I attended the Reno Rodeo last week and, first off, let me just say, this was not my first rodeo … Badaboom. The Reno Rodeo is a big deal. Apparently, one of the largest pro rodeo events in the country and, on the day that I attended, at the kind behest of a friend, I was quite impressed by the size of the crowd (sold out, at least 10,000 strong), by the number of families, and by the intensity of the rodeo events.
I was also impressed by the absolute eschewing of any sort of social distancing or mask wearing in the wake of the pandemic. In fact, as far as I could tell, I was the only person in attendance actually wearing a mask, which, eventually, I removed once I got outside the main tent area. Yes, I succumbed to the pressure. I was getting some interesting looks from the cowboy and cowgirl clad throngs for being the only masked man amid this decidedly ‘we don’t need no stinking masks’ crowd. Clearly, rodeo fans have grown tired of COVID precautions and so be it.
But, that’s not why I am writing this blog. I am writing today because I was shaken and stirred by the passionate benediction (or is it invocation?) given by the cowboy pastor at the onset of this auspicious occasion. After we all stood for the national anthem – no one dare kneel even though this is the college home of Colin Kaepernick – a pastor and a small number of his flock took center stage in the arena and proceeded to lead us through a deeply felt Christian prayer. I know it was deeply felt ’cause the dude was into it! I mean, as the pastor spoke, there was no doubt that believing in Jesus, and for those in the rodeo events, riding for Jesus, was the divine intent. Clearly, I found myself smack dab in the middle of Rodeo Jesus.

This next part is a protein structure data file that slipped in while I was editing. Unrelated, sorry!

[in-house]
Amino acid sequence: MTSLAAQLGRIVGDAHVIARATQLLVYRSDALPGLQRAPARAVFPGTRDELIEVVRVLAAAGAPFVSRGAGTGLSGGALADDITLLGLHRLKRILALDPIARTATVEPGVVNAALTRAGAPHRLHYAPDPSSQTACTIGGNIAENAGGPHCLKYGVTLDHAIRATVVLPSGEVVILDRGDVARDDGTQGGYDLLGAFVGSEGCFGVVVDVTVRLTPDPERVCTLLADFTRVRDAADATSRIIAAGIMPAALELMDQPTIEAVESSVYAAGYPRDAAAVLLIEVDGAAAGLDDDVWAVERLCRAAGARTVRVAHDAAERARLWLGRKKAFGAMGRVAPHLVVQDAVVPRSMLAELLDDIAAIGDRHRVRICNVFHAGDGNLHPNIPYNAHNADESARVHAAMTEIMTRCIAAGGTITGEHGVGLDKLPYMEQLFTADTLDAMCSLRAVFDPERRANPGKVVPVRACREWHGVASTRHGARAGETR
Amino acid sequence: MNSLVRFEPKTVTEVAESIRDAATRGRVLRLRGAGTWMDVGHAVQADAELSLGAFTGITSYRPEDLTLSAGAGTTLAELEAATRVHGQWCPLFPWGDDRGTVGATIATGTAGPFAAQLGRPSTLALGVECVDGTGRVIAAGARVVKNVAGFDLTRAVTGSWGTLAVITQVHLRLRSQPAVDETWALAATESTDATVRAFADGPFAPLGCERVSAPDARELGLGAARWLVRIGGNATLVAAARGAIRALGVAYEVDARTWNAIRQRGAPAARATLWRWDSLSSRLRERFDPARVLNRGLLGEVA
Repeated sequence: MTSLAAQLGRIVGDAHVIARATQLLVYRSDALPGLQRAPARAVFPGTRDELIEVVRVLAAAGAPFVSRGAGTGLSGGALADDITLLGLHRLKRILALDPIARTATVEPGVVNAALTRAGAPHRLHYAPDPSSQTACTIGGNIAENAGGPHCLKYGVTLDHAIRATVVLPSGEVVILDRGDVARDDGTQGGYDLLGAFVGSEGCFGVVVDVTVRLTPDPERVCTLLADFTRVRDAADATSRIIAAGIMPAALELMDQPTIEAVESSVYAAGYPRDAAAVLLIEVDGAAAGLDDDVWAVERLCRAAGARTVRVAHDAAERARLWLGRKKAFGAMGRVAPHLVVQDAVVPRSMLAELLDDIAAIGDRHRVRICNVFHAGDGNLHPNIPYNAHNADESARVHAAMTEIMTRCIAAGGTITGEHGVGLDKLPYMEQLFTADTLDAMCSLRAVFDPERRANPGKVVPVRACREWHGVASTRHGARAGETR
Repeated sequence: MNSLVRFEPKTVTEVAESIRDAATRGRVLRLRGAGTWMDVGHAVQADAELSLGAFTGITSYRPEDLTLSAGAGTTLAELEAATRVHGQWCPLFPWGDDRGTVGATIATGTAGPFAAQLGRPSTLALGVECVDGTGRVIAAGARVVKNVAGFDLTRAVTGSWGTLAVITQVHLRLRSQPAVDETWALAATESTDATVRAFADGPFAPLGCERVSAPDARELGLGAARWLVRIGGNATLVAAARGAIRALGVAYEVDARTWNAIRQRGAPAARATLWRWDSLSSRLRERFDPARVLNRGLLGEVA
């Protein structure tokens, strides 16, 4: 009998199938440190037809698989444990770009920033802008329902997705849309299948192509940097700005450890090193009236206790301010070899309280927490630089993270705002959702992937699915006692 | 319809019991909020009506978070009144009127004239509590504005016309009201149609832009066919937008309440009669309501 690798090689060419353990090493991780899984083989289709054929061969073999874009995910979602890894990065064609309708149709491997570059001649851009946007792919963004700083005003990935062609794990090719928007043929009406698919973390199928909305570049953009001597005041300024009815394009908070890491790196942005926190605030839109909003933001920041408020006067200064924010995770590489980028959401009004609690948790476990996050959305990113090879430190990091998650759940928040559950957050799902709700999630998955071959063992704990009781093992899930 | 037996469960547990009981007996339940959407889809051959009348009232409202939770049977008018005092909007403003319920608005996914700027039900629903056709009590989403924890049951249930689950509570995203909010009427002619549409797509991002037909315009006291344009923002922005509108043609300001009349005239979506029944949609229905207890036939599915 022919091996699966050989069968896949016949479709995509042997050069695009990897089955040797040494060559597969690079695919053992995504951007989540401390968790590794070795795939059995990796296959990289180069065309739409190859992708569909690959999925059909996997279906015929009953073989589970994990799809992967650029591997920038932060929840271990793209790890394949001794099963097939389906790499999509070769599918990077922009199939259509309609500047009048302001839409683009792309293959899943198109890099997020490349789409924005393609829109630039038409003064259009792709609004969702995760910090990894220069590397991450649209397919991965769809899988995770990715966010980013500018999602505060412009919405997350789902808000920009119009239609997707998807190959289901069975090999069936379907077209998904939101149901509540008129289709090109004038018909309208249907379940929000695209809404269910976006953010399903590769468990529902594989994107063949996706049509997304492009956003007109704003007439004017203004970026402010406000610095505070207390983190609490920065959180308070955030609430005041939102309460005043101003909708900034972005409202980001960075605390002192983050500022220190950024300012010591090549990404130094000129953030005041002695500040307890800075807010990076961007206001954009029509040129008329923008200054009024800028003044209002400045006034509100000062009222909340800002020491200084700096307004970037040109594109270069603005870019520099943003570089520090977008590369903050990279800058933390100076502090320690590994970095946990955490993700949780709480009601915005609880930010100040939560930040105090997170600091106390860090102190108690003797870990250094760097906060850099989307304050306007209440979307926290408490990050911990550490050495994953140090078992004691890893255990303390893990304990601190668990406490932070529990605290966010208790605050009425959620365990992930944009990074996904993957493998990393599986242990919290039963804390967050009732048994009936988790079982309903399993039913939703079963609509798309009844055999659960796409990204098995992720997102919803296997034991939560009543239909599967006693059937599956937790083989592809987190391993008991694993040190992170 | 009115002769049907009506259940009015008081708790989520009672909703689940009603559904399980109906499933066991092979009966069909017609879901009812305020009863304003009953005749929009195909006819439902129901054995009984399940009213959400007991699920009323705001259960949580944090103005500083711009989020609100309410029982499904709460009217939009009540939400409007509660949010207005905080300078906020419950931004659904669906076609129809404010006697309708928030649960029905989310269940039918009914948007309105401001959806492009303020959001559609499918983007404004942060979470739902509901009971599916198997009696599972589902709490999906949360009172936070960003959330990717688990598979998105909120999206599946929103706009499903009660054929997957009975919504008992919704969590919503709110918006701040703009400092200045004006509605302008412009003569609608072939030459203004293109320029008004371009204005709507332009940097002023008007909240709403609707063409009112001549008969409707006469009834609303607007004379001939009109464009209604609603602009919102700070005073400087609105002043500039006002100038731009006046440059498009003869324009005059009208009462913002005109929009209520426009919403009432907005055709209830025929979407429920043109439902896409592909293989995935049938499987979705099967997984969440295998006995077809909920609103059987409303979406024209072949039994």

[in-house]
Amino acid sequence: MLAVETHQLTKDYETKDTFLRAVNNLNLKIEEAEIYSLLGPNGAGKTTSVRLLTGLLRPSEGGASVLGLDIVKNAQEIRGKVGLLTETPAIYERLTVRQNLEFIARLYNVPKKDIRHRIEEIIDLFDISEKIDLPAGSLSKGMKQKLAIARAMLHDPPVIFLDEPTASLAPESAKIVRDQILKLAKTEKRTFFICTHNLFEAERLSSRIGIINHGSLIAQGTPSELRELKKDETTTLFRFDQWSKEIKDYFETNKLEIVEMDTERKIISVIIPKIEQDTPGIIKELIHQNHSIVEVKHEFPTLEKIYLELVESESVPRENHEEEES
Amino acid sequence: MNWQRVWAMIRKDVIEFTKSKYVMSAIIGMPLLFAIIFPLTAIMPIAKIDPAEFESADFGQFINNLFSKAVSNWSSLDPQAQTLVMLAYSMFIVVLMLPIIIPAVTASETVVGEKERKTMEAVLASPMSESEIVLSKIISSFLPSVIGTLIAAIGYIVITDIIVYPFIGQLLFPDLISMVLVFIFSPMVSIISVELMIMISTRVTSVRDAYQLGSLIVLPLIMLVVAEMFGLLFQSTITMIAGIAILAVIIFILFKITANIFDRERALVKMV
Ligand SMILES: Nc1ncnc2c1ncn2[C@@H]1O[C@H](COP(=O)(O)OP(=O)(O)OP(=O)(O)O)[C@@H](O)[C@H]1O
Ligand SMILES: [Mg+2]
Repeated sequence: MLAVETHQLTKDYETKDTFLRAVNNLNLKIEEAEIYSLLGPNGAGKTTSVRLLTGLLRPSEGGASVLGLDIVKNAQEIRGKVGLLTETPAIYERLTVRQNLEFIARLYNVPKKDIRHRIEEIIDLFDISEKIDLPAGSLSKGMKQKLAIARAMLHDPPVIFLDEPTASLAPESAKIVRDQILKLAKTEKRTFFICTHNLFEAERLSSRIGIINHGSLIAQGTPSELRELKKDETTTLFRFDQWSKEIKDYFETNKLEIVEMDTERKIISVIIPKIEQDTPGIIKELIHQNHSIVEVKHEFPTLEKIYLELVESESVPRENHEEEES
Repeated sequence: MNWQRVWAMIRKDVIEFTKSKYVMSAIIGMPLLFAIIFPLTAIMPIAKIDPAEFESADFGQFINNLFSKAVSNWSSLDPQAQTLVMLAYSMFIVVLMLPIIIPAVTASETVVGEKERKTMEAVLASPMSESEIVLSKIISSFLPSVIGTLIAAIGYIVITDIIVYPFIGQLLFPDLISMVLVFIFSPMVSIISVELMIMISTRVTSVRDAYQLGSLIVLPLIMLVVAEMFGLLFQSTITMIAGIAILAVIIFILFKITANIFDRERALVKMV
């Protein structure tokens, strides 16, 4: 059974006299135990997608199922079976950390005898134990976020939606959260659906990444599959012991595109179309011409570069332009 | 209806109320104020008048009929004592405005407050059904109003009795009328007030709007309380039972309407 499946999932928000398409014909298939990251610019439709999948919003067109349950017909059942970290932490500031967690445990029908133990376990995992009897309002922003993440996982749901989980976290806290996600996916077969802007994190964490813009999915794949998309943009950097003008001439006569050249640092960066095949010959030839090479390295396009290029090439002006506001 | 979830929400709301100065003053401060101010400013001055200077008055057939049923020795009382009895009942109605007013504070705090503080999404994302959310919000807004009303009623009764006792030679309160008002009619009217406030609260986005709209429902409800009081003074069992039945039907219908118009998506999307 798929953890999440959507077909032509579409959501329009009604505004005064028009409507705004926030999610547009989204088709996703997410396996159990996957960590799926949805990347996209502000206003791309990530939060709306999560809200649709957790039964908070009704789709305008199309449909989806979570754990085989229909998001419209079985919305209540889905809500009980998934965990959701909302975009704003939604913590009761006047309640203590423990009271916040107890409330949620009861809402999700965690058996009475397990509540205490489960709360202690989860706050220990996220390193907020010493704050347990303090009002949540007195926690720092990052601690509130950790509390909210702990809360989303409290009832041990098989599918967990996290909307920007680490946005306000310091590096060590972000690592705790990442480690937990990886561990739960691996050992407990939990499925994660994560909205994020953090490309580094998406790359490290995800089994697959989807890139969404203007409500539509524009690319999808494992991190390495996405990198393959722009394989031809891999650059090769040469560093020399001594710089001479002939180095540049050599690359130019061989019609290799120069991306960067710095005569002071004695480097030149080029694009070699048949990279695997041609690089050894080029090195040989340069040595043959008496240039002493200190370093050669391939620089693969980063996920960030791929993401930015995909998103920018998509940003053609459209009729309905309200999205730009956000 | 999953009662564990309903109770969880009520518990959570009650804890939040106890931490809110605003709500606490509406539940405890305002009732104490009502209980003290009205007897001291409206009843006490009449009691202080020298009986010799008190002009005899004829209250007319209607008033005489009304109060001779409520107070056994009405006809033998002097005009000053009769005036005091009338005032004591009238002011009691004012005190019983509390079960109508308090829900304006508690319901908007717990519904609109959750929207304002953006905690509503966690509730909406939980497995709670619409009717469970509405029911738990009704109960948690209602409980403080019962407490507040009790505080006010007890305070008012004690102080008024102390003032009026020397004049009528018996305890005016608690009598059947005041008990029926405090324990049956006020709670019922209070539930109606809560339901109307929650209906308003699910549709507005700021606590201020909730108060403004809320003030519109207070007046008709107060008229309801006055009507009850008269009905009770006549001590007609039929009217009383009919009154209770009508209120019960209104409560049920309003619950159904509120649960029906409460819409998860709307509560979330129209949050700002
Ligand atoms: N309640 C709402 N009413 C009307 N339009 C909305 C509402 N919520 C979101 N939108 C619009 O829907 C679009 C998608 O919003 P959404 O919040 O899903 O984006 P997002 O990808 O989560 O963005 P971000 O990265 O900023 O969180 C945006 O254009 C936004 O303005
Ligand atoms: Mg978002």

Now, as an atheist who was born Jewish, I listened to the benediction with great interest, after first being astounded by the fact that, clearly, what I was attending was a Christian event. Before I set myself in my seat, I had no idea this was the case. I thought the rodeo was … a rodeo. You know, a place where various animals (horses, bulls, and sheep) get chased, corralled, ridden and roped, even though I am pretty sure they don’t like it very much. But, I ain’t going there. This blog is about Jesus and the Rodeo. Can I get an Amen?
The Reno Rodeo proudly advertises itself as a “public private partnership.” Yep, it receives public dollars, along with corporate sponsorship (and, I am guessing, other private donations) to make it happen. In principle, I got no problem with public private partnerships. What I do have a problem with is an event that receives public dollars proselytizing to the masses about the ‘one true faith;’ in this instance, in the name of Jesus. You know, you gotta have Jesus, I tell ya, that’s all. Well, sorry, that’s just not alright with me. And, for those of you who wanna say, ‘stop whining Geno, who cares? Can’t you just roll with it, like a good cowboy should?’ Well, no.